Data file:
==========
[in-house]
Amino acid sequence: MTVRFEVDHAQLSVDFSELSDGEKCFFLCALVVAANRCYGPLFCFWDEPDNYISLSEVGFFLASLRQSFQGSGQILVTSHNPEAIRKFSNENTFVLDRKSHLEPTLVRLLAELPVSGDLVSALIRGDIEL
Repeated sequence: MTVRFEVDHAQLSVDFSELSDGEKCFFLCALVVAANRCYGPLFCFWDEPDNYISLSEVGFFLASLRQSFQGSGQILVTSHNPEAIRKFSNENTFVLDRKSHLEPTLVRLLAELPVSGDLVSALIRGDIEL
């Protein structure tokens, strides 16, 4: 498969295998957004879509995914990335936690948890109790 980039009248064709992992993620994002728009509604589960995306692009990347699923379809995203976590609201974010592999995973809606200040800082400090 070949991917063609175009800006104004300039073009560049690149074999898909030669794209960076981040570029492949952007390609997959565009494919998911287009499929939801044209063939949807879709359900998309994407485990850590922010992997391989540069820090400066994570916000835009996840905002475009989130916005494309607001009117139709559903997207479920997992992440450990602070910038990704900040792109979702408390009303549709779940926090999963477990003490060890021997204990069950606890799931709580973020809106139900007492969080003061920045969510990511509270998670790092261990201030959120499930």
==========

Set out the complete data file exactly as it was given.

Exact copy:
[in-house]
Amino acid sequence: MTVRFEVDHAQLSVDFSELSDGEKCFFLCALVVAANRCYGPLFCFWDEPDNYISLSEVGFFLASLRQSFQGSGQILVTSHNPEAIRKFSNENTFVLDRKSHLEPTLVRLLAELPVSGDLVSALIRGDIEL
Repeated sequence: MTVRFEVDHAQLSVDFSELSDGEKCFFLCALVVAANRCYGPLFCFWDEPDNYISLSEVGFFLASLRQSFQGSGQILVTSHNPEAIRKFSNENTFVLDRKSHLEPTLVRLLAELPVSGDLVSALIRGDIEL
């Protein structure tokens, strides 16, 4: 498969295998957004879509995914990335936690948890109790 980039009248064709992992993620994002728009509604589960995306692009990347699923379809995203976590609201974010592999995973809606200040800082400090 070949991917063609175009800006104004300039073009560049690149074999898909030669794209960076981040570029492949952007390609997959565009494919998911287009499929939801044209063939949807879709359900998309994407485990850590922010992997391989540069820090400066994570916000835009996840905002475009989130916005494309607001009117139709559903997207479920997992992440450990602070910038990704900040792109979702408390009303549709779940926090999963477990003490060890021997204990069950606890799931709580973020809106139900007492969080003061920045969510990511509270998670790092261990201030959120499930």